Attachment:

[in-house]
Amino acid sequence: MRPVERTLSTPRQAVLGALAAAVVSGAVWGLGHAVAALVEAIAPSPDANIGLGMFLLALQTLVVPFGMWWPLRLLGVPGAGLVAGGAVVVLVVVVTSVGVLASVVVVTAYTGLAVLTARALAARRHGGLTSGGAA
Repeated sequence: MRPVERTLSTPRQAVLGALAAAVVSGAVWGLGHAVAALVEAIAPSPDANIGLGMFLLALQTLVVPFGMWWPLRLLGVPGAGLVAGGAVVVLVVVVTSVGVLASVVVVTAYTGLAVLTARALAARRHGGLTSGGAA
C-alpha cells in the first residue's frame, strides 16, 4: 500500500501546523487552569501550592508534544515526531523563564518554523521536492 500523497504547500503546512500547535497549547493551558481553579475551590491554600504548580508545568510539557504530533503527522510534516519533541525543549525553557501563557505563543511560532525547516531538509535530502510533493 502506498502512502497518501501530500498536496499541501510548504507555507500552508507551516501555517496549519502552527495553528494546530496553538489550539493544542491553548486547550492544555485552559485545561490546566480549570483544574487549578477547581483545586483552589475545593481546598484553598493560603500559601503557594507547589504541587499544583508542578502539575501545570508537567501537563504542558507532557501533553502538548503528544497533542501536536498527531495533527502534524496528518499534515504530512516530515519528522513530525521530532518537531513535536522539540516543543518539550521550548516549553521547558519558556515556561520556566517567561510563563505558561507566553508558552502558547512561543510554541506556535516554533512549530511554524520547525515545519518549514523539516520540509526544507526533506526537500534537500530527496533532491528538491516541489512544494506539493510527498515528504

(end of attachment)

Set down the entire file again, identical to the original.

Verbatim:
[in-house]
Amino acid sequence: MRPVERTLSTPRQAVLGALAAAVVSGAVWGLGHAVAALVEAIAPSPDANIGLGMFLLALQTLVVPFGMWWPLRLLGVPGAGLVAGGAVVVLVVVVTSVGVLASVVVVTAYTGLAVLTARALAARRHGGLTSGGAA
Repeated sequence: MRPVERTLSTPRQAVLGALAAAVVSGAVWGLGHAVAALVEAIAPSPDANIGLGMFLLALQTLVVPFGMWWPLRLLGVPGAGLVAGGAVVVLVVVVTSVGVLASVVVVTAYTGLAVLTARALAARRHGGLTSGGAA
C-alpha cells in the first residue's frame, strides 16, 4: 500500500501546523487552569501550592508534544515526531523563564518554523521536492 500523497504547500503546512500547535497549547493551558481553579475551590491554600504548580508545568510539557504530533503527522510534516519533541525543549525553557501563557505563543511560532525547516531538509535530502510533493 502506498502512502497518501501530500498536496499541501510548504507555507500552508507551516501555517496549519502552527495553528494546530496553538489550539493544542491553548486547550492544555485552559485545561490546566480549570483544574487549578477547581483545586483552589475545593481546598484553598493560603500559601503557594507547589504541587499544583508542578502539575501545570508537567501537563504542558507532557501533553502538548503528544497533542501536536498527531495533527502534524496528518499534515504530512516530515519528522513530525521530532518537531513535536522539540516543543518539550521550548516549553521547558519558556515556561520556566517567561510563563505558561507566553508558552502558547512561543510554541506556535516554533512549530511554524520547525515545519518549514523539516520540509526544507526533506526537500534537500530527496533532491528538491516541489512544494506539493510527498515528504